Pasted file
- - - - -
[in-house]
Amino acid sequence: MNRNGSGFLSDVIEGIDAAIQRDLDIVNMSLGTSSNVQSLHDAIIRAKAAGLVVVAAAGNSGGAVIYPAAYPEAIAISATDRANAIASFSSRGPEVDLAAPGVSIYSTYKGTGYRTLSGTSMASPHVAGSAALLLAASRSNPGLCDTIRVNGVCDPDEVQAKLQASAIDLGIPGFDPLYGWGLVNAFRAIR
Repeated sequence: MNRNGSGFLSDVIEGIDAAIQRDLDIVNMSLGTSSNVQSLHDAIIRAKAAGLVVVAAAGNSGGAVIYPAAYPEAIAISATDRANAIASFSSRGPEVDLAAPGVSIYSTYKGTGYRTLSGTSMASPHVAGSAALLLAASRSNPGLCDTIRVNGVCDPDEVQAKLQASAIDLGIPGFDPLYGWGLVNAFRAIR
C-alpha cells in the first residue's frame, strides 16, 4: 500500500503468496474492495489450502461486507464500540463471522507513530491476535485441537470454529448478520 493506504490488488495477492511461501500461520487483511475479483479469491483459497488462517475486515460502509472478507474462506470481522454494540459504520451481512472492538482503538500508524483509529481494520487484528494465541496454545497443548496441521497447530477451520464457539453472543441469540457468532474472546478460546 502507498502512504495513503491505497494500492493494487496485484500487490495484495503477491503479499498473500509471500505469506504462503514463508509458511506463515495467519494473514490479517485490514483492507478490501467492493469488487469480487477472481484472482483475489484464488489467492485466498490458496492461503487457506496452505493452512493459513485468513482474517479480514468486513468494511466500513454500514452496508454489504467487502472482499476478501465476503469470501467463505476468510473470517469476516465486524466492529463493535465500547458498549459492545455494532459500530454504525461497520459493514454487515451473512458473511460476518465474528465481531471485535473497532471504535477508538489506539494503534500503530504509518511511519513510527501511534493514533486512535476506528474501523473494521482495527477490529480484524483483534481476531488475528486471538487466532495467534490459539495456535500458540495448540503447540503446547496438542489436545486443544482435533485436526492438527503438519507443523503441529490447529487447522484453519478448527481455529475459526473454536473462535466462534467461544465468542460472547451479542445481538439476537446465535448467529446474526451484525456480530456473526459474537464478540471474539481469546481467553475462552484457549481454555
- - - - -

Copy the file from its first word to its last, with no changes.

[in-house]
Amino acid sequence: MNRNGSGFLSDVIEGIDAAIQRDLDIVNMSLGTSSNVQSLHDAIIRAKAAGLVVVAAAGNSGGAVIYPAAYPEAIAISATDRANAIASFSSRGPEVDLAAPGVSIYSTYKGTGYRTLSGTSMASPHVAGSAALLLAASRSNPGLCDTIRVNGVCDPDEVQAKLQASAIDLGIPGFDPLYGWGLVNAFRAIR
Repeated sequence: MNRNGSGFLSDVIEGIDAAIQRDLDIVNMSLGTSSNVQSLHDAIIRAKAAGLVVVAAAGNSGGAVIYPAAYPEAIAISATDRANAIASFSSRGPEVDLAAPGVSIYSTYKGTGYRTLSGTSMASPHVAGSAALLLAASRSNPGLCDTIRVNGVCDPDEVQAKLQASAIDLGIPGFDPLYGWGLVNAFRAIR
C-alpha cells in the first residue's frame, strides 16, 4: 500500500503468496474492495489450502461486507464500540463471522507513530491476535485441537470454529448478520 493506504490488488495477492511461501500461520487483511475479483479469491483459497488462517475486515460502509472478507474462506470481522454494540459504520451481512472492538482503538500508524483509529481494520487484528494465541496454545497443548496441521497447530477451520464457539453472543441469540457468532474472546478460546 502507498502512504495513503491505497494500492493494487496485484500487490495484495503477491503479499498473500509471500505469506504462503514463508509458511506463515495467519494473514490479517485490514483492507478490501467492493469488487469480487477472481484472482483475489484464488489467492485466498490458496492461503487457506496452505493452512493459513485468513482474517479480514468486513468494511466500513454500514452496508454489504467487502472482499476478501465476503469470501467463505476468510473470517469476516465486524466492529463493535465500547458498549459492545455494532459500530454504525461497520459493514454487515451473512458473511460476518465474528465481531471485535473497532471504535477508538489506539494503534500503530504509518511511519513510527501511534493514533486512535476506528474501523473494521482495527477490529480484524483483534481476531488475528486471538487466532495467534490459539495456535500458540495448540503447540503446547496438542489436545486443544482435533485436526492438527503438519507443523503441529490447529487447522484453519478448527481455529475459526473454536473462535466462534467461544465468542460472547451479542445481538439476537446465535448467529446474526451484525456480530456473526459474537464478540471474539481469546481467553475462552484457549481454555